Scottish minister stands by bomber release

Society Materials 25 August 2009 00:50 (UTC +04:00)

The Scottish justice secretary has said he stands by his decision to free the Lockerbie bomber, telling MSPs he will "live with the consequences", BBC reported.

Kenny MacAskill has been under increasing pressure after granting early release to terminally-ill Abdelbaset Ali al-Megrahi.

Mr MacAskill gave a statement to the Scottish Parliament, which was recalled early from its summer break.

Rival Scottish parties strongly criticised the minister's decision.

Megrahi received a life sentence in 2001 after being convicted of the UK's worst terrorist atrocity, which claimed 270 lives in 1988.

The 57-year-old, who has prostate cancer, returned home to Libya on Thursday to jubilant scenes which included people waving Scottish flags.

The justice secretary told parliament that assurances had been given by the Libyan government that Megrahi's return would be treated in a "low-key" manner.

Scottish ministers have maintained that the decision to release Megrahi on compassionate grounds - which has been strongly criticised by the US government - followed due process and was the right one.

Going on the attack in parliament, Scottish Labour leader Iain Gray demanded to know whether any pressure was put on Megrahi in his decision to drop the appeal against his conviction, ahead of the move to grant him early release.

"Last week, the Scottish Government made a wrong decision, in the wrong way, with the wrong consequences," said Mr Gray.

"The cabinet secretary has mishandled this whole affair from start to finish."

Scottish Tory leader Annabel Goldie said Mr MacAskill's decision was not made in the name of Scotland - and said Megrahi should have been allowed to live out his days in a safe house or hospice in Scotland, which she argued would have avoided Thursday's scenes in Libya.

"Compassion and justice would have been better served by that approach than by a convicted terrorist being feted as a hero in Libya to a backdrop of waving Saltires," she said.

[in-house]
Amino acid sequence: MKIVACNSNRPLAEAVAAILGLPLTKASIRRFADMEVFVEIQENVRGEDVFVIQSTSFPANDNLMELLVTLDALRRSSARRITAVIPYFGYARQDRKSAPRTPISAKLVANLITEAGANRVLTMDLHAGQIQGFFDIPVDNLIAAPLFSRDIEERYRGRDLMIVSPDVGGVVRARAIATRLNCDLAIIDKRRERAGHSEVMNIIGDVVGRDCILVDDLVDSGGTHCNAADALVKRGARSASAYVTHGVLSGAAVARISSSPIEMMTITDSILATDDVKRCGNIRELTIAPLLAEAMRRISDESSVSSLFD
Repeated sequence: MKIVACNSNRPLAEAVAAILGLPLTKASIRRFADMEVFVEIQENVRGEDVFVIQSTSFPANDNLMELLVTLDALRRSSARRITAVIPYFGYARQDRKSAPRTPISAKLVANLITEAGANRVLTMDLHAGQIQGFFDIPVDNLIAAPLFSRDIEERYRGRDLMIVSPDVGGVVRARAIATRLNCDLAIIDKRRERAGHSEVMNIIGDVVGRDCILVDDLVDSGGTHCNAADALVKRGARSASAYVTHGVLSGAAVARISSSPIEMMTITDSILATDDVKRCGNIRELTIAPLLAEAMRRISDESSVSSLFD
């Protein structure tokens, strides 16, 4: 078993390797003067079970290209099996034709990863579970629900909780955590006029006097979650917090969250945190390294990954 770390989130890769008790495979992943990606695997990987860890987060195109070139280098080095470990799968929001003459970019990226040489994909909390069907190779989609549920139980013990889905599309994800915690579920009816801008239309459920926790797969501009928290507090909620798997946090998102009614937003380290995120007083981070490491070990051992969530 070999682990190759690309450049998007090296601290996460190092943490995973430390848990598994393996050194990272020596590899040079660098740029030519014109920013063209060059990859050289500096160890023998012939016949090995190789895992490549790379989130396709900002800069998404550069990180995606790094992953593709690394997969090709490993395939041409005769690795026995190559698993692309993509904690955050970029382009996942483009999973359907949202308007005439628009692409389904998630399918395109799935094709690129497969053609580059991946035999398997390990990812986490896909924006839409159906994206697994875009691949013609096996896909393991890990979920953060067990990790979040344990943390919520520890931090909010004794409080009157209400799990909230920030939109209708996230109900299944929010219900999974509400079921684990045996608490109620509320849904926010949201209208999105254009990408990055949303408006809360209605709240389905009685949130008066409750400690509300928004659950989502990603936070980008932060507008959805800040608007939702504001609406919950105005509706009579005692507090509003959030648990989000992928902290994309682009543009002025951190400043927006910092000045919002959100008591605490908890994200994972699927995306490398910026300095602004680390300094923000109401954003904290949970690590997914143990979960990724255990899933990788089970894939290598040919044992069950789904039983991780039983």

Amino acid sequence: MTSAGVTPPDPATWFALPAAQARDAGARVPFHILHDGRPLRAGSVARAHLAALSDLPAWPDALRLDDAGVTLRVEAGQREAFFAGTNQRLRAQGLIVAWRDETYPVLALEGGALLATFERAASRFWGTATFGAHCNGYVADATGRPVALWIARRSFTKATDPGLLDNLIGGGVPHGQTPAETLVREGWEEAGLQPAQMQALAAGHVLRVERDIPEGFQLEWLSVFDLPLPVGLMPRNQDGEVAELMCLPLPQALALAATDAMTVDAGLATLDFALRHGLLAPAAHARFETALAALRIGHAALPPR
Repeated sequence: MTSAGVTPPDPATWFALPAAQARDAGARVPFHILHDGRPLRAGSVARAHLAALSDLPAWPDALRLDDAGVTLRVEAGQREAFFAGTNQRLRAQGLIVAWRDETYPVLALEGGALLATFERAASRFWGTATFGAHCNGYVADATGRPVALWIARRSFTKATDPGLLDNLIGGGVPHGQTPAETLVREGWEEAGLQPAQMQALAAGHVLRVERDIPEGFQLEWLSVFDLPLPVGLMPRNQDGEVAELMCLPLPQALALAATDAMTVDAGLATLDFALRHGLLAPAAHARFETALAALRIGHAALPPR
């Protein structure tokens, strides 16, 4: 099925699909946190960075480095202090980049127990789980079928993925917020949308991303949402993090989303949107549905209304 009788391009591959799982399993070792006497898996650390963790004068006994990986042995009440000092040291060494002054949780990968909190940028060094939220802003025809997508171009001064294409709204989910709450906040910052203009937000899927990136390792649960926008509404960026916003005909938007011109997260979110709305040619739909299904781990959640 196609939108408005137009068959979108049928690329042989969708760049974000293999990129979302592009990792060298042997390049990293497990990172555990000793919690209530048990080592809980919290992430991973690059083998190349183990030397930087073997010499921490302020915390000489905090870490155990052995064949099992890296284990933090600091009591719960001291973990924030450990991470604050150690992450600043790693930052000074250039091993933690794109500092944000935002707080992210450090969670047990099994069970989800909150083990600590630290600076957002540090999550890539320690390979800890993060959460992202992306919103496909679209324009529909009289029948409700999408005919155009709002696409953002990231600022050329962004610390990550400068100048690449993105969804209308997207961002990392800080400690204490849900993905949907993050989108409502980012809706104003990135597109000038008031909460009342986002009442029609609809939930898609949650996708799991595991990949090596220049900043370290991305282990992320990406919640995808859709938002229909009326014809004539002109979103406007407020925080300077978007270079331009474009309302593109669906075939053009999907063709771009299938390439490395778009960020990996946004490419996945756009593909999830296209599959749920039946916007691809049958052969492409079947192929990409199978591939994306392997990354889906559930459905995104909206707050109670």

Tavish Scott, the Scottish Liberal Democrat leader, said parliament had been recalled too late to properly consider the Lockerbie case.

"In the eight years since Mr al-Megrahi was found guilty and imprisoned, the world has changed," he said.

"But now, because of the handling of this decision, Scotland finds itself on the wrong side of change, with an international reputation failing, not growing."

Mr MacAskill expressed regret at Megrahi's welcome in Libya, saying: "It showed no compassion or sensitivity to the families of the 270 victims of Lockerbie.

"Assurances had been given by the Libyan government that any return would be dealt with in a low-key and sensitive fashion."

In his statement, the justice secretary reiterated that his reasons for granting compassionate release were based on the ideals of the Scottish legal system.

He said the decision was based neither on political, diplomatic nor economic considerations, telling parliament: "It was my decision and my decision alone. I stand by it and I'll live by the consequences."

Mr MacAskill said the decision by Megrahi to drop his appeal was entirely his.

And he went on to describe the Tories' suggestion as "ludicrous".

Mr MacAskill said: "We took clear advice from the deputy chief constable of Strathclyde Police force - our largest police authority."

He said 48 officers would have been required to "simply to cope with him being in the house".

He said hospice residents who were looking for "dignity in their last few moments" would have been faced with a "travelling circus" if Megrahi had been admitted.

Not all Labour MSPs disagreed with Mr MacAskill's decision.

Malcolm Chisholm, a Labour MSP and former minister, told parliament: "Can I regret the politicisation of what is a quasi-judicial decision, and for my part commend the justice secretary for a courageous decision, which is entirely consistent with both the principles of Scots law and Christian morality, as evidenced by the widespread support of churches across Scotland."

'Out of order'

The Scottish National Party administration said Scotland had a strong relationship with the US, which did not always depend on the two countries coming to agreement.

US president Barack Obama has hit out at Mr MacAskill's decision, while FBI boss Robert Mueller said the move had made "a mockery of justice" and given "comfort to terrorists around the world".

However, Mr Mueller's claims have been dismissed by Prime Minister Gordon Brown and Labour former First Minister Henry McLeish, who said the intervention was "totally out of order" and "none of his business".

Meanwhile, in a move pre-empting the opposition parties, the Scottish Government will lead a full debate on the Lockerbie decision at Holyrood, when it returns from summer recess at the start of September.

The Scottish Parliament has only been recalled on two previous occasions in its 10-year history, which came following the deaths of former First Minister Donald Dewar in 2000 and the Queen Mother in 2002.